Travis County runs up against tight deadline to create public defender’s office


Updated March 7 at 10:25 a.m. to correct the number of work group members affiliated with the Austin Criminal Defense Lawyer Association who resigned 

In an effort to establish a public defender’s office—and running up against a tight deadline—Travis County commissioners await notice from the Texas Indigent Defense Committee on whether the county will be waived of a requirement to submit a letter of intent.

At the recommendation of the TIDC, the court formed a 14-member indigent legal services work group last fall. In February, two members of the group, both of whom were associated with the Austin Criminal Defense Lawyer Association, resigned, citing conflict with activist members.

The work group is responsible for drafting a letter of intent, due on March 11, as part of an application for a four-year grant program offered by the TIDC. The grant provides funding for counties to establish a public defender’s office, which would represent individuals who cannot afford legal counsel.

The vacancies that resulted from the ACDLA members’ resignation have left the work group at a disadvantage, said Amanda Woog, executive director of the Texas Fair Defense Project and chair of the work group, at a March 5 Commissioners Court meeting.

“The spots that are vacant are especially conspicuous right now as we try to engage with the [Travis County criminal court] judges,” Woog said, explaining the work group has received feedback from judges that they are more willing to talk to lawyers than with the group’s remaining members.

The letter of intent needs to be approved by county commissioners, some of whom indicated support from county judges would be critical.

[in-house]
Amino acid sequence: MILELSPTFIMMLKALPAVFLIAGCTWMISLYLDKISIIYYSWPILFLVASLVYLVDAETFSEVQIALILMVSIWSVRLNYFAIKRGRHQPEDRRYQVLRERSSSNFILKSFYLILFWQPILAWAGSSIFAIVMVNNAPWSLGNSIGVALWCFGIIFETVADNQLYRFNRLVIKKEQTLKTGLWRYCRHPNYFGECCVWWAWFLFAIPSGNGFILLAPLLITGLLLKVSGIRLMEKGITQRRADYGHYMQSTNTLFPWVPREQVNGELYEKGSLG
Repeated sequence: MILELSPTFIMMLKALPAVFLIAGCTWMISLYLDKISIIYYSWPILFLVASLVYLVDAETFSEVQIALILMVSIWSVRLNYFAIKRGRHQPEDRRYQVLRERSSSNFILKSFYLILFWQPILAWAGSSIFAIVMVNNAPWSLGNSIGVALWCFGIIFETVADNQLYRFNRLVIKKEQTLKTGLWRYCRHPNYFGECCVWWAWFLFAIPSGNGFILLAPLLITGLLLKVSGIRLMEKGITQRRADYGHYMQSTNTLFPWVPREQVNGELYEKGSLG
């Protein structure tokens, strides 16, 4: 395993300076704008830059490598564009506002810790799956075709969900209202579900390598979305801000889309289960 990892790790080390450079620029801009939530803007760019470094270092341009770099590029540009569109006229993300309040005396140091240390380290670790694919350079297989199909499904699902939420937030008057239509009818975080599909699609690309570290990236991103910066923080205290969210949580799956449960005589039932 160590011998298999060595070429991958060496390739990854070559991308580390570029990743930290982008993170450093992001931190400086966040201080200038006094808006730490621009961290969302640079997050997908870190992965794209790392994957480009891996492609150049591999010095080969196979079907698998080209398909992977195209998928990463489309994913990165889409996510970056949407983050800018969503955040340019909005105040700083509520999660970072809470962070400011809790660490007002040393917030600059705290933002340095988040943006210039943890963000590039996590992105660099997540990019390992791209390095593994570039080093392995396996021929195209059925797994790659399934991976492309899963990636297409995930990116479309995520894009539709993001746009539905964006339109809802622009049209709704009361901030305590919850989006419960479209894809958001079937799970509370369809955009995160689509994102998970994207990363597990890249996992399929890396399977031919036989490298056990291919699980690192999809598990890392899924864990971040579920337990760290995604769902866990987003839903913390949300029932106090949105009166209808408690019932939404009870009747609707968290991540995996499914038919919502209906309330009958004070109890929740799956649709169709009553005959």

“I just cannot imagine going out and trying to make changes [to indigent legal defense]without their involvement,” Precinct 2 Commissioner Brigid Shea said.

The work group drafted a letter of intent for commissioners to review at the March 5 meeting. County Judge Sarah Eckhardt said commissioners also received a letter from Travis County criminal judges saying they “do not favor” the draft as it stands.

While Woog said the work group continues “diligently working toward a draft proposal” that all parties can support, the commissioners will next meet March 12—after the deadline to submit a letter of intent has passed.

As a workaround, TIDC Executive Director Geoffrey Burkhart is asking the committee to waive its requirement of a letter of intent for Travis County; the committee will consider the proposal at its March 7 meeting.

“My expectation, although it may not be met, … is that we will get to a partnership with the Texas Indigent Defense Commission to move us forward on the charge,” Eckhardt said.

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Emma Freer
Emma Freer began covering Central Austin for Community Impact Newspaper in 2017. Her beat includes the Travis County Commissioners Court and local business news. She graduated from Columbia Journalism School in 2017.
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